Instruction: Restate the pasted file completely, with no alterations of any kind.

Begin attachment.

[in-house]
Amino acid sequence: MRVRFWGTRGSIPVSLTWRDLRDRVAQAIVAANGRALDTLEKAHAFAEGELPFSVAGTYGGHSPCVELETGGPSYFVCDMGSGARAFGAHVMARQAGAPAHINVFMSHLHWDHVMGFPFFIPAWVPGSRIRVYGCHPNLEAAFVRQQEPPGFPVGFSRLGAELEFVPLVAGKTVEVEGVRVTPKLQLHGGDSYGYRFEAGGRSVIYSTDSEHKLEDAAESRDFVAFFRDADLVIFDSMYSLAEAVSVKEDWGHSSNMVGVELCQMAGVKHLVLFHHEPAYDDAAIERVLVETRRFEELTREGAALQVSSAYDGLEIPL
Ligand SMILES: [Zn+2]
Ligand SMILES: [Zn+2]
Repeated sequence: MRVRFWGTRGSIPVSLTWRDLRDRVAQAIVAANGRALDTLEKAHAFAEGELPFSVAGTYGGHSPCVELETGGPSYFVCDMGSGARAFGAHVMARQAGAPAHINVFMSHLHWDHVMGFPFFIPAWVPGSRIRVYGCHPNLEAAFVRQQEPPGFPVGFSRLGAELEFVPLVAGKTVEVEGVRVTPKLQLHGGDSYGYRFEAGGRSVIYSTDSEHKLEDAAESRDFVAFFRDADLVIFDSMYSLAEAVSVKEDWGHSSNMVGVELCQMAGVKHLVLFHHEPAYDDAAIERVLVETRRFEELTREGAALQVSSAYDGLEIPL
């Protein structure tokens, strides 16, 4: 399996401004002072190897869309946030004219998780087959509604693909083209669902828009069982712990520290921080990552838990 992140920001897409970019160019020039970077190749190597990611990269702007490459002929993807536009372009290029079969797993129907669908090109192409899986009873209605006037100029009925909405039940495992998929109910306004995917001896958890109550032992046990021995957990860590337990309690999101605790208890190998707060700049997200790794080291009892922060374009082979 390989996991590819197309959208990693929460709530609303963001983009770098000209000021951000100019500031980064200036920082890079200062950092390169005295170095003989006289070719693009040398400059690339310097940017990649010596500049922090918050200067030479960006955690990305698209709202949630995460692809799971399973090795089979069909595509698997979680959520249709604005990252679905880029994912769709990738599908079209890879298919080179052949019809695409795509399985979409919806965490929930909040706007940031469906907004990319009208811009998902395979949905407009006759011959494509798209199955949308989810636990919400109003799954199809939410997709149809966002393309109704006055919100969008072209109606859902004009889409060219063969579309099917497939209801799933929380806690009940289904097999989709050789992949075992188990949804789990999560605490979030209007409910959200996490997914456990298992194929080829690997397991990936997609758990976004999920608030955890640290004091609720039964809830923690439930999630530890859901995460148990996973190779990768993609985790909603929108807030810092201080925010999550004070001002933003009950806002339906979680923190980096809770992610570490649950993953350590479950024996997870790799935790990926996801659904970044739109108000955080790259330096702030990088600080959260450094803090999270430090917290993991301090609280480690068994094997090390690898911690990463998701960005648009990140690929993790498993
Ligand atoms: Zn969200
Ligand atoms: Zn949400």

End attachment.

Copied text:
[in-house]
Amino acid sequence: MRVRFWGTRGSIPVSLTWRDLRDRVAQAIVAANGRALDTLEKAHAFAEGELPFSVAGTYGGHSPCVELETGGPSYFVCDMGSGARAFGAHVMARQAGAPAHINVFMSHLHWDHVMGFPFFIPAWVPGSRIRVYGCHPNLEAAFVRQQEPPGFPVGFSRLGAELEFVPLVAGKTVEVEGVRVTPKLQLHGGDSYGYRFEAGGRSVIYSTDSEHKLEDAAESRDFVAFFRDADLVIFDSMYSLAEAVSVKEDWGHSSNMVGVELCQMAGVKHLVLFHHEPAYDDAAIERVLVETRRFEELTREGAALQVSSAYDGLEIPL
Ligand SMILES: [Zn+2]
Ligand SMILES: [Zn+2]
Repeated sequence: MRVRFWGTRGSIPVSLTWRDLRDRVAQAIVAANGRALDTLEKAHAFAEGELPFSVAGTYGGHSPCVELETGGPSYFVCDMGSGARAFGAHVMARQAGAPAHINVFMSHLHWDHVMGFPFFIPAWVPGSRIRVYGCHPNLEAAFVRQQEPPGFPVGFSRLGAELEFVPLVAGKTVEVEGVRVTPKLQLHGGDSYGYRFEAGGRSVIYSTDSEHKLEDAAESRDFVAFFRDADLVIFDSMYSLAEAVSVKEDWGHSSNMVGVELCQMAGVKHLVLFHHEPAYDDAAIERVLVETRRFEELTREGAALQVSSAYDGLEIPL
């Protein structure tokens, strides 16, 4: 399996401004002072190897869309946030004219998780087959509604693909083209669902828009069982712990520290921080990552838990 992140920001897409970019160019020039970077190749190597990611990269702007490459002929993807536009372009290029079969797993129907669908090109192409899986009873209605006037100029009925909405039940495992998929109910306004995917001896958890109550032992046990021995957990860590337990309690999101605790208890190998707060700049997200790794080291009892922060374009082979 390989996991590819197309959208990693929460709530609303963001983009770098000209000021951000100019500031980064200036920082890079200062950092390169005295170095003989006289070719693009040398400059690339310097940017990649010596500049922090918050200067030479960006955690990305698209709202949630995460692809799971399973090795089979069909595509698997979680959520249709604005990252679905880029994912769709990738599908079209890879298919080179052949019809695409795509399985979409919806965490929930909040706007940031469906907004990319009208811009998902395979949905407009006759011959494509798209199955949308989810636990919400109003799954199809939410997709149809966002393309109704006055919100969008072209109606859902004009889409060219063969579309099917497939209801799933929380806690009940289904097999989709050789992949075992188990949804789990999560605490979030209007409910959200996490997914456990298992194929080829690997397991990936997609758990976004999920608030955890640290004091609720039964809830923690439930999630530890859901995460148990996973190779990768993609985790909603929108807030810092201080925010999550004070001002933003009950806002339906979680923190980096809770992610570490649950993953350590479950024996997870790799935790990926996801659904970044739109108000955080790259330096702030990088600080959260450094803090999270430090917290993991301090609280480690068994094997090390690898911690990463998701960005648009990140690929993790498993
Ligand atoms: Zn969200
Ligand atoms: Zn949400």